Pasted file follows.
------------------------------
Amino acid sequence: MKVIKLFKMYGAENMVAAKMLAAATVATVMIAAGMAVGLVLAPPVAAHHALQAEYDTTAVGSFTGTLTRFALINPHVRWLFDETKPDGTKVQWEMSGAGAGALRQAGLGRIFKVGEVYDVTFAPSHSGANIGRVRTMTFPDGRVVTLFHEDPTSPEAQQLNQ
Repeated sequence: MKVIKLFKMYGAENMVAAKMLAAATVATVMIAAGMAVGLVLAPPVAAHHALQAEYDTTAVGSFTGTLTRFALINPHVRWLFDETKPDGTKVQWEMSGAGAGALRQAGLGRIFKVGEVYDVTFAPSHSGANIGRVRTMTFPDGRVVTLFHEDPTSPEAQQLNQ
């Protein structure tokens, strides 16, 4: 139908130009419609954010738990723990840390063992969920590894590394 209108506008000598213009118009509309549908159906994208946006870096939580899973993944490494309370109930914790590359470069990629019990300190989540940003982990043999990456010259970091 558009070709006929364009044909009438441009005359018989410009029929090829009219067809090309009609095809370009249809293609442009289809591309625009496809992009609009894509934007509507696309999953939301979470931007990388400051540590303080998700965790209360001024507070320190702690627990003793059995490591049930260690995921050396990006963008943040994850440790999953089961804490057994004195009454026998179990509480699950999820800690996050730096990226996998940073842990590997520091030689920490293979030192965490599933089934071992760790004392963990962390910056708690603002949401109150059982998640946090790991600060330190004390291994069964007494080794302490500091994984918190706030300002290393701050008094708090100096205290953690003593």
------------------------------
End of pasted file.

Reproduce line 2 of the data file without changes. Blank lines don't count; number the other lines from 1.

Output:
Repeated sequence: MKVIKLFKMYGAENMVAAKMLAAATVATVMIAAGMAVGLVLAPPVAAHHALQAEYDTTAVGSFTGTLTRFALINPHVRWLFDETKPDGTKVQWEMSGAGAGALRQAGLGRIFKVGEVYDVTFAPSHSGANIGRVRTMTFPDGRVVTLFHEDPTSPEAQQLNQ